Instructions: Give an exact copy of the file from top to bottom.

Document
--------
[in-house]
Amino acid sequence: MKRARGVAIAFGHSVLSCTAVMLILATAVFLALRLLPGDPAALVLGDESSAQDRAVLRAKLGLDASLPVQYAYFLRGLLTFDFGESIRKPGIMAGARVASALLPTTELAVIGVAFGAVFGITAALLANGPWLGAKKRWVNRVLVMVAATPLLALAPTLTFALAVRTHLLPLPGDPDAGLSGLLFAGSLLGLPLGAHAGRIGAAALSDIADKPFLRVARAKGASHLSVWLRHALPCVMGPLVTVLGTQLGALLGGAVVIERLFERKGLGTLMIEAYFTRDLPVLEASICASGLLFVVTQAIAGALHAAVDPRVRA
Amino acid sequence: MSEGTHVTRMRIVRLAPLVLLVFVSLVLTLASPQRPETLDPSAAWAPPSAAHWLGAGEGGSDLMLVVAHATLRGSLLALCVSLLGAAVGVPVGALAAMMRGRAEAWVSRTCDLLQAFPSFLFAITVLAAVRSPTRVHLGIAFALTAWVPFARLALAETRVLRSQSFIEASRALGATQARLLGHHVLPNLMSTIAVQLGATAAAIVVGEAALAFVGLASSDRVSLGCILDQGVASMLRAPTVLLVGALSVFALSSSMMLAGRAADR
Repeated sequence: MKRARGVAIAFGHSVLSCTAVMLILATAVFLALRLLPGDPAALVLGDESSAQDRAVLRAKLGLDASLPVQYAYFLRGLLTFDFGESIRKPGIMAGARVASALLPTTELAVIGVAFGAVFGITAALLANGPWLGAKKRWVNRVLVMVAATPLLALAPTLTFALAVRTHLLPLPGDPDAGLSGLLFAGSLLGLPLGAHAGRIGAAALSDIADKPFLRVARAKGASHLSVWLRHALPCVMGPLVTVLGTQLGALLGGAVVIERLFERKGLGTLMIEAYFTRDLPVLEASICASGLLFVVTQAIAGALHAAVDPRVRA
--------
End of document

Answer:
[in-house]
Amino acid sequence: MKRARGVAIAFGHSVLSCTAVMLILATAVFLALRLLPGDPAALVLGDESSAQDRAVLRAKLGLDASLPVQYAYFLRGLLTFDFGESIRKPGIMAGARVASALLPTTELAVIGVAFGAVFGITAALLANGPWLGAKKRWVNRVLVMVAATPLLALAPTLTFALAVRTHLLPLPGDPDAGLSGLLFAGSLLGLPLGAHAGRIGAAALSDIADKPFLRVARAKGASHLSVWLRHALPCVMGPLVTVLGTQLGALLGGAVVIERLFERKGLGTLMIEAYFTRDLPVLEASICASGLLFVVTQAIAGALHAAVDPRVRA
Amino acid sequence: MSEGTHVTRMRIVRLAPLVLLVFVSLVLTLASPQRPETLDPSAAWAPPSAAHWLGAGEGGSDLMLVVAHATLRGSLLALCVSLLGAAVGVPVGALAAMMRGRAEAWVSRTCDLLQAFPSFLFAITVLAAVRSPTRVHLGIAFALTAWVPFARLALAETRVLRSQSFIEASRALGATQARLLGHHVLPNLMSTIAVQLGATAAAIVVGEAALAFVGLASSDRVSLGCILDQGVASMLRAPTVLLVGALSVFALSSSMMLAGRAADR
Repeated sequence: MKRARGVAIAFGHSVLSCTAVMLILATAVFLALRLLPGDPAALVLGDESSAQDRAVLRAKLGLDASLPVQYAYFLRGLLTFDFGESIRKPGIMAGARVASALLPTTELAVIGVAFGAVFGITAALLANGPWLGAKKRWVNRVLVMVAATPLLALAPTLTFALAVRTHLLPLPGDPDAGLSGLLFAGSLLGLPLGAHAGRIGAAALSDIADKPFLRVARAKGASHLSVWLRHALPCVMGPLVTVLGTQLGALLGGAVVIERLFERKGLGTLMIEAYFTRDLPVLEASICASGLLFVVTQAIAGALHAAVDPRVRA